School Board – Rumors Raise a Tide of Yellow

The Culver City School Board meeting on May 3 was at the Linwood E. Howe auditorium, and the color of the evening was yellow. After the tremendous crowd of red shirts at the previous week’s meeting at city hall, the venue was chosen to allow space for all those who wished to attend. What the board did not know beforehand was that it also allowed the parents of Lin Howe time to decorate the room with yellow posters declaring “We Love Lin Howe” and “All Schools Can Win.” Many of the red shirted teachers union members returned from last Tuesday’s meeting, and Lin Howe teachers were wearing yellow shirts to advertise their presence. All this yellow décor was due to a rumor that the board was considering cutting yet another Lin Howe kindergarten class. After losing a kindergarten last year, the tide of anxiety was high, and the color yellow had been chosen to signify Lin Howe supporters.

Vivian Chinelli, a teacher at Lin Howe, spoke at the podium with a voice of puzzled hurt. “ I love my school, please don’t cut my kindergarten.” Her praise for Superintendent Patti Jaffe and Assistant Gwenis Laura was effusive, exclaiming that she loved working with them. Vivian softened her protest by saying “You must be doing things quietly, things that I don’t hear about. I’m sure the same way that I clean up without making a lot of noise, you must be doing that, too.”

The tone of trust seemed to subdue the tide of anger over the rumor, and brought down the sense of defensiveness in the air. Nowhere on the agenda for the meeting was any item about cutting kindergarten classes. It was about cutting classified jobs in order to meet the needs of the ever-shrinking budget, and reminding the union of the bargaining issues.

School Board President Scott Zeidman went straight to the heart of the matter. “If we cut 5% across the board, then every single job would be saved. I hate to ask anyone to take a pay cut, because I believe all our employees are underpaid. Teachers and staff are undervalued by our state and out society, but that is something I don’t have the power to change.”

Zeidman continued, “I don’t want to make a single cut, but we are stuck between a rock and a hard place. Any cut we make is going to damage our kids and the kids coming in.”

When Board Member Kathy Paspalis spoke, she reminded the room that “we presented a tiered, across-the-board cut proposal in 2010, but unfortunately, that plan was rejected by the unions.” Paspalis added, Leaving behind tiered cuts and furlough days, we have to make these cuts – the state mandates it.”

Darkening the tone further, Paspalis said, “I went to a forum last Thursday, as part of a presentation on budget cuts, and you could have heard a pin drop in that crowded room. What we are doing now is nothing compared to what may be coming down the road. We are looking at cutting another [ADA] $1000 per kid. I don’t like to be the messenger, but this is what we are doing in this state.”

Zeidman returned to the charges that the cuts were only to the teachers and classified employees, and that no administrators had been cut. “We have cut 30% of the administration in the last two years. We would have had to have cut 98 teachers to make an equivalent cut, and we have only lost 10. That’s three percent. So administrative cuts have been ten times what has been cut from the classrooms.”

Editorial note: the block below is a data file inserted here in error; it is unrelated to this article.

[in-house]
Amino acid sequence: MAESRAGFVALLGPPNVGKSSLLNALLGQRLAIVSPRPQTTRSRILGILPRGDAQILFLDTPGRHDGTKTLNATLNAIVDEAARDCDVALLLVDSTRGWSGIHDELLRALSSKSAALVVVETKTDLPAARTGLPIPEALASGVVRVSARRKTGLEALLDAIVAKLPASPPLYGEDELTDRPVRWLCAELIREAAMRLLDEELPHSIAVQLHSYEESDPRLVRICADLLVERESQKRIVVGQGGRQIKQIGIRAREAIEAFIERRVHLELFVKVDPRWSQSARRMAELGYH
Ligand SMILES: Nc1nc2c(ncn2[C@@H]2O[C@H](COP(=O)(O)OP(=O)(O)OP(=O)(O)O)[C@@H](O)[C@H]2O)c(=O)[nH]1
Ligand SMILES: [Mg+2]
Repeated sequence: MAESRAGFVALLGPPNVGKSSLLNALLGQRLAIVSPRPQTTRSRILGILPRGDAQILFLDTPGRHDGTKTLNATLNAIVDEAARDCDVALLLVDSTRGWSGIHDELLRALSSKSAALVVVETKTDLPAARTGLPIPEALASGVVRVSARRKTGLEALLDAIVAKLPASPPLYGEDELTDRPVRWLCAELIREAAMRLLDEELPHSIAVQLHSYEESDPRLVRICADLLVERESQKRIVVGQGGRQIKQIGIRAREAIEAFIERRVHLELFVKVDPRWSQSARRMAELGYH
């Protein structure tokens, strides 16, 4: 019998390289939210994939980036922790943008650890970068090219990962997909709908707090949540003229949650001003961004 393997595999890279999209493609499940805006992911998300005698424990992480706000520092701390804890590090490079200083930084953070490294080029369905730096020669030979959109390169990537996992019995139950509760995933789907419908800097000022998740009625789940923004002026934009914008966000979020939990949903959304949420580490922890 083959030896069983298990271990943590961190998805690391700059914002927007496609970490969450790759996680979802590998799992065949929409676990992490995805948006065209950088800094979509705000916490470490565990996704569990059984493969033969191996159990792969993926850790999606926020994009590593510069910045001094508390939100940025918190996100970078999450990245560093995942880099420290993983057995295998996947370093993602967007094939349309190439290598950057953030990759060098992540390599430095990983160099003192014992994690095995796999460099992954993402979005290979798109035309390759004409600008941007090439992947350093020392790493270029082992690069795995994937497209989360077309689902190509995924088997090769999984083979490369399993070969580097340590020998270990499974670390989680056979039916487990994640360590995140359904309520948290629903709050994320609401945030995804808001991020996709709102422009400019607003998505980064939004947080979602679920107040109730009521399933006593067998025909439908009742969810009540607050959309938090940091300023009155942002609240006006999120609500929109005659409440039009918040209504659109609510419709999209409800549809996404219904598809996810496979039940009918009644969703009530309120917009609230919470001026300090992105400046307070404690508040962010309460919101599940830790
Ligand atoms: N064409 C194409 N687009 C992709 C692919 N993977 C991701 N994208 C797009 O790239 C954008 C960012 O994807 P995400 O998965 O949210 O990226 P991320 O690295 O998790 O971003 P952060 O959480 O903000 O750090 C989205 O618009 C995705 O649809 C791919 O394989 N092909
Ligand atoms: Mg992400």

Reiterating again that the offer was still on the table, he said, “Nine furlough days will do it. We will not need to cut any jobs.”

As a powerful illustration, he stated, “If you have six people in a family and you only have food enough for four do you send two of them out, or do you eat less? We are asking you to eat less.”

By the end of the evening, nine jobs had been cut from classified staff, with 12 more positions set aside for further discussion. Further bargaining with both the teachers union and the classified employees union is expected.

Interestingly, the room was almost empty of yellow shirts by the end of the evening. Dozens of teachers had left before the board even began to vote on the classified positions. The posters around the room looked like driftwood on a beach; forlorn and abandoned. The tide had already gone out, but like any other force of nature, should be back soon.

Editor’s Note – There have been many comments posted. Please read the rest of the thread for more information and different perspectives.

www.culvercitysymphony.org

8 Comments

  1. I support taking 9 furlough days to save jobs! I do not think it will damage my 3 children that attend Culver City schools and, in the long run, it gives an equal cut for everyone! Although a tiered cut sounds fair and could also help with the financial woes our District is having, it appears that there isn’t the support for such a method. I would really like to see CCUSD employees and union members reevaluate the taking of more furlough days. I am not the only parent that supports this and I would like parents, and even teachers that agree with this, to comment about this possibility. Think about the fact that you’ll get the day off rather than working the same for less money and it will help keep jobs. This will hopefully be temporary and in the future we can get back the days lost and continue the longer school year that has been the norm. Thank you for listening and PLEASE voice your pros or cons. Something has to give and losing jobs isn’t where I, as a parent, would like to see the “give”.